The Research Triangle Park

National Humanities Center Focuses on the Environment

By Author Jul 10, 2019

This guest post by the National Humanities Center’s Don Solomon highlights NHC’s recent efforts to reach across disciplines to study and promote action on climate change.


This past spring, the National Humanities Center in Research Triangle Park focused sustained attention to the work humanists are doing to contextualize and address environmental concerns. In public conversations, podcasts, and panel discussions, we’ve highlighted how scholars from a variety of humanities disciplines are addressing environmental topics situated in places around the world—all of them unified by a shared interest in the ways that humans interact with their environment, and the repercussions those interactions have both locally and globally.

The culmination of these efforts was an international conference on environmental humanities that drew distinguished thinkers and doers in environmental studies to RTP to discuss how we are to confront the most pressing problems of our time. Humanists, scientists, legal scholars, and policy experts from the United States and East Asia all came come together under the theme: “Beyond Despair: Theory and Practice in Environmental Humanities.”

In addition to the conference, the Center hosted: 

  • An exhibit of work by regional artists, curated by Professor Joshua White from Appalachian State University, showcasing the ways art can encourage deeper meditation on our relationships with nature and help transform a sense of loss into an impulse toward action.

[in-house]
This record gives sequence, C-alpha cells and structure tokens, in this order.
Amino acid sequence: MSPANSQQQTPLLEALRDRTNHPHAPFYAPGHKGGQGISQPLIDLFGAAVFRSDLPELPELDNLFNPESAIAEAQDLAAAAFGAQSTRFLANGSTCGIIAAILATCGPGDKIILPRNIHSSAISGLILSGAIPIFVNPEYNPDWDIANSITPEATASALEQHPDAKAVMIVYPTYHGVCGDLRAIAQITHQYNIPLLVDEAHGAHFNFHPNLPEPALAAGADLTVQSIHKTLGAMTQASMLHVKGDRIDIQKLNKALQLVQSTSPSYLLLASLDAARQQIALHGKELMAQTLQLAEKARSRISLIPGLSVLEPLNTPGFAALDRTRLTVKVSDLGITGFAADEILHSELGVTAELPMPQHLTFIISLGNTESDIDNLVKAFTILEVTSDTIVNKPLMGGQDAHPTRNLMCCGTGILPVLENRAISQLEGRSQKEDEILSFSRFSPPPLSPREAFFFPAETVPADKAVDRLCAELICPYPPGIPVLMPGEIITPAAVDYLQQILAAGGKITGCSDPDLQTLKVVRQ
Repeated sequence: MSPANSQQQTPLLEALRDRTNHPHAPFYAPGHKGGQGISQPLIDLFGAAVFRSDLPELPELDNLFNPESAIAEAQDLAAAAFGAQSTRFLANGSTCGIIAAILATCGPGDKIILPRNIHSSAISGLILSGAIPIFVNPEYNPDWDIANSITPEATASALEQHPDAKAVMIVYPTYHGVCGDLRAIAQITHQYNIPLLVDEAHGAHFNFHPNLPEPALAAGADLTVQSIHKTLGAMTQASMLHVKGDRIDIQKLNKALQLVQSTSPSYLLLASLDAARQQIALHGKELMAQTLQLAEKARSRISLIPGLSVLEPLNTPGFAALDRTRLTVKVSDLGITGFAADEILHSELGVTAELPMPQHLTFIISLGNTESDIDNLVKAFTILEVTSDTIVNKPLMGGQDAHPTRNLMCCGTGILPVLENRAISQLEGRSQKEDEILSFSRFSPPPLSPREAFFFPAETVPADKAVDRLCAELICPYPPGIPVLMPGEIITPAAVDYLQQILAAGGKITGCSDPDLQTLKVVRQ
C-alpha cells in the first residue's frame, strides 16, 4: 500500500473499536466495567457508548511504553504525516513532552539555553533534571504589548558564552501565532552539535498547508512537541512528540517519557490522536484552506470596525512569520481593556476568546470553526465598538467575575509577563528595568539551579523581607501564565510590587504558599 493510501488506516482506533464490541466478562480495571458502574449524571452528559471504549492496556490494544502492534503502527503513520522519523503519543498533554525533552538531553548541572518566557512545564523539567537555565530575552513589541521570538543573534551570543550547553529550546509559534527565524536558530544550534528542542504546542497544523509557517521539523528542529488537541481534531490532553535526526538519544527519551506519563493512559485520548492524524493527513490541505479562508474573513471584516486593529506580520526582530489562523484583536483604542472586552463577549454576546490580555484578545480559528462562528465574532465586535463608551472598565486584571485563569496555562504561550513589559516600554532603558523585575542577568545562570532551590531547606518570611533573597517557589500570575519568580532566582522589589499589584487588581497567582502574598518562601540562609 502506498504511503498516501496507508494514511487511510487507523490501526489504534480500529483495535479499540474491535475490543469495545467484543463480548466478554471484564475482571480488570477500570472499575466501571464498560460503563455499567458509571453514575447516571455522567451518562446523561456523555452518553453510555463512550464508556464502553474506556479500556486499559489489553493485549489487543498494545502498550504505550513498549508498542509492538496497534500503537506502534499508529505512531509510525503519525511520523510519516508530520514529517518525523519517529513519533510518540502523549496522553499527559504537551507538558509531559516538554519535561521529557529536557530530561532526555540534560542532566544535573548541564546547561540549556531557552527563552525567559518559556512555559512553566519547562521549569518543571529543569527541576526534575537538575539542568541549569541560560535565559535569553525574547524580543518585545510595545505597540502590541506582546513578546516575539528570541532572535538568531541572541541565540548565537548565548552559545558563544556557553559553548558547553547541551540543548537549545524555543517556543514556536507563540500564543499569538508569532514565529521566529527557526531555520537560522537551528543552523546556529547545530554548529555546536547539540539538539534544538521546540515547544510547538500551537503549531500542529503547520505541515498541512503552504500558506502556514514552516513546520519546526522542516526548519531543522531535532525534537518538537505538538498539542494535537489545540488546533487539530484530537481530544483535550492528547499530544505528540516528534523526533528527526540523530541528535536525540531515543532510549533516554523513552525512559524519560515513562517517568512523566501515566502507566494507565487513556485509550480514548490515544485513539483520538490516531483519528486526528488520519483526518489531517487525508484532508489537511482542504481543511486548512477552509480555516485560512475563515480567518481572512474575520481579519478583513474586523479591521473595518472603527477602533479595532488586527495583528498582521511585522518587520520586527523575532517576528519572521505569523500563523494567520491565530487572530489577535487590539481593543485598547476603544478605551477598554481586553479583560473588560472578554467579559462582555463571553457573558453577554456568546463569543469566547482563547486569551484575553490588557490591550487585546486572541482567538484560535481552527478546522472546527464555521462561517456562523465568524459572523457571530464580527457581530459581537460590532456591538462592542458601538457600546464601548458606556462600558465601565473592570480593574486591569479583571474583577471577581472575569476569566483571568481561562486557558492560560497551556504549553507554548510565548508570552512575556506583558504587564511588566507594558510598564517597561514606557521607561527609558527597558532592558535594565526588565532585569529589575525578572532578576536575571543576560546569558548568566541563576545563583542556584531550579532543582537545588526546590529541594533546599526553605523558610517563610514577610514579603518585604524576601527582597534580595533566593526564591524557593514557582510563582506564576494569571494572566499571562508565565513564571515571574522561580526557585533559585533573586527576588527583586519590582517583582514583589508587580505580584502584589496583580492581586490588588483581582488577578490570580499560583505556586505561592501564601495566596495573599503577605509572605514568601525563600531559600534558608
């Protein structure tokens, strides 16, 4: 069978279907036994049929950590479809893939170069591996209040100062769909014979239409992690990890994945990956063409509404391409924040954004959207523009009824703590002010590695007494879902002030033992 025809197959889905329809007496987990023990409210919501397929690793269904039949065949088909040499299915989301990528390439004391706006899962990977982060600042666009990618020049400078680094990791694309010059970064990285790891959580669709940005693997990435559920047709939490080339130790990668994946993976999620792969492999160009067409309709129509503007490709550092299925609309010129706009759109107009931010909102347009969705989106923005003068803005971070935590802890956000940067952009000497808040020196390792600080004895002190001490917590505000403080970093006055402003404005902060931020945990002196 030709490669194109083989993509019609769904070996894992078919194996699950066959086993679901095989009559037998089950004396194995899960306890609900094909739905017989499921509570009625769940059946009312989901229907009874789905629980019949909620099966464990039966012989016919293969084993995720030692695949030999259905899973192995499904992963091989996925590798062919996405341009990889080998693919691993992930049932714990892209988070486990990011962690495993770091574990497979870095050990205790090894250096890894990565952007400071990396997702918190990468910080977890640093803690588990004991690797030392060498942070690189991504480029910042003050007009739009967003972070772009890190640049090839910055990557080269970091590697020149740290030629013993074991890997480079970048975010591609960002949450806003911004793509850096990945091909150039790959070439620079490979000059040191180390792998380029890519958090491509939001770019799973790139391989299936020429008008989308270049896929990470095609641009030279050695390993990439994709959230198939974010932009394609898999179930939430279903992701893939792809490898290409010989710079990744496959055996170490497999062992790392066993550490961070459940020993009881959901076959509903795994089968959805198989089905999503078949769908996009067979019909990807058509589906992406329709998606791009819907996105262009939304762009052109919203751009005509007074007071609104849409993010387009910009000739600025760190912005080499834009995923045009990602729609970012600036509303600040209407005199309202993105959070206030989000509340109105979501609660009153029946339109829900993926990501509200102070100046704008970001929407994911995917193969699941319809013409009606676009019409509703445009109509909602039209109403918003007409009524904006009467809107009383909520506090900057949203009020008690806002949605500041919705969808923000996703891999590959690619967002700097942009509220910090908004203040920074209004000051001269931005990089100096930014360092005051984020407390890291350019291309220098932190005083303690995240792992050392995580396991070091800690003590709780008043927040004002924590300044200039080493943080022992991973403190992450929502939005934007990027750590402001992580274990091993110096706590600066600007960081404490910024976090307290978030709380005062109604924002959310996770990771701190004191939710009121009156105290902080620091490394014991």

• A scholarly roundtable featuring Center Fellows in conversation with NHC President and Director Robert Newman. The roundtable explored the important role for humanists in ongoing public discourse about climate change.
  • A series of public conversations with NHC Fellows entitled Beyond Beauty: Exploring the Environmental Humanities, considering how their specific research on environmental issues has been shaped by their lived experiences, and how it seeks to remedy attitudes and understandings among local communities, academic audiences, and beyond. 

Knic Umstead’s “Lady Slipper” was featured in the NHC exhibit.

The gap between scientific consensus and public acceptance of human-caused climate change is well-documented. The humanities can help bridge this gap of understanding. Environmental historians have revealed how our romance with wilderness has persisted at the expense of our stewardship of seemingly less pristine nature in which humans can flourish and prosper; literary scholars have exposed how the nexus between time and catastrophe can heighten awareness or blind us to the degradation of our lands. Scholars have revealed how indigenous communities have brought a deep historical sense of connection with the land to a trenchant, scientifically informed activism; how food resources and global commodities markets exacerbate and maintain global wealth disparities; and how an appreciation of beauty in nature can deliver us from loss to a place of understanding and action.

This is how we justify titling our efforts “Beyond Despair.” Though it seemingly defies the environmental realities of our time, in the framing of this conference and all of the related events, we decided to argue for hope—not despite of our appreciation of the magnitude and consequence of these issues, but because of it. We believe there simply is no time for catatonic inaction. Instead, in these matters, we urge a clear-eyed and determined optimism.

View the conference sessions, the scholarly roundtable and learn more about these and other recent environmental humanities work from the Center here.

This spring’s events were made possible with the generous support of RTI International, Burroughs-Wellcome Fund, TUCASI, North Carolina Humanities Council, Sally and Russell Robinson, and Duke University Press